20 Oct Get to Know Indonesian AID, the International Aid Fund for the Success of SDG No. 17
Establishment of Indonesian AID
Indonesian Agency for International Development (Indonesian AID) or Lembaga Dana Kerjasama Pembangunan Internasional Indonesia (LDKPI) was inaugurated by the former Vice President of the Republic of Indonesia, Jusuf Kalla on October 18, 2019. For the first time in history, Indonesia has an institution that manages and distributes state funds for the provision of international assistance.
Indonesian AID is intended to channel technical (capacity development), physical, and humanitarian cooperation for other developing countries that need Indonesian government assistance, in accordance with the 2030 Sustainable Development Goals target.
Indonesian AID was legally formed under the Minister of Finance Regulation Number 143 of 2019 concerning the Organization and Work Procedure of the International Development Cooperation Fund (LDKPI). LDKPI is an institution in charge of managing international development cooperation funds in accordance with Government Regulation Number 57 of 2019 concerning Procedures for Granting Grants to Foreign Governments or Foreign Institutions.
This is equivalent to the United States USAID, Japan’s JICA, and Australia’s AUSAID is fronted by four Indonesian ministries; Ministry of Foreign Affairs, Ministry of Finance, Ministry of National Development Planning (Bappenas), and Ministry of State Secretariat.
Not a New Thing
The Indonesian government has long distributed international assistance to a number of developing countries in need, in line with the principles of South-South Cooperation before Indonesian AID released. Previously, the Indonesian government had long distributed international assistance to a number of developing countries in need, in line with the principles of South-South Cooperation.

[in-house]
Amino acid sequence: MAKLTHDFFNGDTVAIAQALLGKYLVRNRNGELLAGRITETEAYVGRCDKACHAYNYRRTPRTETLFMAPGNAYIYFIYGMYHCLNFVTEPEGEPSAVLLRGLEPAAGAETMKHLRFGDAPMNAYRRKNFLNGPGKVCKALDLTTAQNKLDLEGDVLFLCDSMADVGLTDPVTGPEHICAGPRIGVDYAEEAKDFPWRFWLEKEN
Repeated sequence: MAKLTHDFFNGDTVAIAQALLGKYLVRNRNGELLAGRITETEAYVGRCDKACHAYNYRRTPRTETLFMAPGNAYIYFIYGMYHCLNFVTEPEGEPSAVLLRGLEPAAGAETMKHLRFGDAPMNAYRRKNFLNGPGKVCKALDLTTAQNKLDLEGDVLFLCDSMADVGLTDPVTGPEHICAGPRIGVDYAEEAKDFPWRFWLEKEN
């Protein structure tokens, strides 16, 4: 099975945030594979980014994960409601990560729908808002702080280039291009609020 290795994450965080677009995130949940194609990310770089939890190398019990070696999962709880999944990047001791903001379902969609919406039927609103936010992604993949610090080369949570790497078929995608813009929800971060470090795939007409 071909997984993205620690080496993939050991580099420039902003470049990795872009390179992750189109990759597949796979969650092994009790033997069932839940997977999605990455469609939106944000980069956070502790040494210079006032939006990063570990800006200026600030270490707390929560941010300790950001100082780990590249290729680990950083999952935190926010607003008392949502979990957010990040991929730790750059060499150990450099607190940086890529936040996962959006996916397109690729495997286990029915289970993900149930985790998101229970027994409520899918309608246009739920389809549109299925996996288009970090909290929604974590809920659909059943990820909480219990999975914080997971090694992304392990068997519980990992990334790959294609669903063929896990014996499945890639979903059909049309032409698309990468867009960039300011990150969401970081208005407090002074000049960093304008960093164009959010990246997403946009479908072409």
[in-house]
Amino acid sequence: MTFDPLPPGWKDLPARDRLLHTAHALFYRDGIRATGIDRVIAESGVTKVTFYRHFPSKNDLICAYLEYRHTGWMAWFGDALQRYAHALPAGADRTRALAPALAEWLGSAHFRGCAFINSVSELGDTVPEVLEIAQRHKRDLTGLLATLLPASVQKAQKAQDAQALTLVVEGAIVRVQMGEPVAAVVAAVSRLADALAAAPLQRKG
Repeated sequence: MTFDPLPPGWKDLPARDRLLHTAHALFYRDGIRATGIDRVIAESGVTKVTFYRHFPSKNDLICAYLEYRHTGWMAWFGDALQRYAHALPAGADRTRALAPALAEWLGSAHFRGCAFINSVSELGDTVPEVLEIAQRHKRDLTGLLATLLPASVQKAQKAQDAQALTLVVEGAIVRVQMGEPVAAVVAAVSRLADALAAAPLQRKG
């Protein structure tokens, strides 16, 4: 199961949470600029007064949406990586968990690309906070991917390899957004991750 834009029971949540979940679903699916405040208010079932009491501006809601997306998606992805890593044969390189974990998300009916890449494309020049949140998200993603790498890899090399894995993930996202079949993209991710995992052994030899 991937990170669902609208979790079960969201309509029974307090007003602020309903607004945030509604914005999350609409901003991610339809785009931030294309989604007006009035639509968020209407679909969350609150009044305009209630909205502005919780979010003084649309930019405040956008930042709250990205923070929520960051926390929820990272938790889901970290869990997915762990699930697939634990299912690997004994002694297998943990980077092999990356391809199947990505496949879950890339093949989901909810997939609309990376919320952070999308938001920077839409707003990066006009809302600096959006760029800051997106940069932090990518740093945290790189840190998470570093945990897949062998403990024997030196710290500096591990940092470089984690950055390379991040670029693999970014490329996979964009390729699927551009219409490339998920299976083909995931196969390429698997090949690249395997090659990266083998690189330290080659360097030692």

Prior to Indonesian AID, aid distribution was carried out in a segmented and independent manner based on the ministry that provided it. For example, the Ministry of Agriculture wants to provide technical assistance for empowering agricultural capacity in X country. So, the mechanism and funding sources are independently carried out by the relevant agencies.
However, that method of distributing aid abroad is difficult to monitor, so it has the potential to be less aligned with foreign policy, said Director General of Information and Public Diplomacy of the Indonesian Ministry of Foreign Affairs, Cecep Herawan. The establishment of LDKPI is to unite efforts to distribute aid abroad in a one-stop and centralized system. Another reason for the formation of Indonesian AID was to cut red tape disbursement of international aid funds.
In the framework of international humanitarian assistance, the budget is in the reserve budget at the Ministry of Finance. But the disbursement process is long and tiered. There needs to be a proposal from the relevant ministries to the president, the disposition of the president, the allocation at the Ministry of Finance, the process is long.
For example, a natural disaster in X country occurred today, then, the Indonesian political decision came to help. However, in the previous system model, the realization process will be hampered, disbursement from the Ministry of Finance’s reserve budget may not be until next year after the next RAPBN budgeting. In fact, the disaster was last year.
With the new system in Indonesian AID, it will be easier. The source of the budget is no longer from the Ministry of Finance’s reserve budget, but is taken directly from the LDKPI endowment fund. Delivery will also be faster.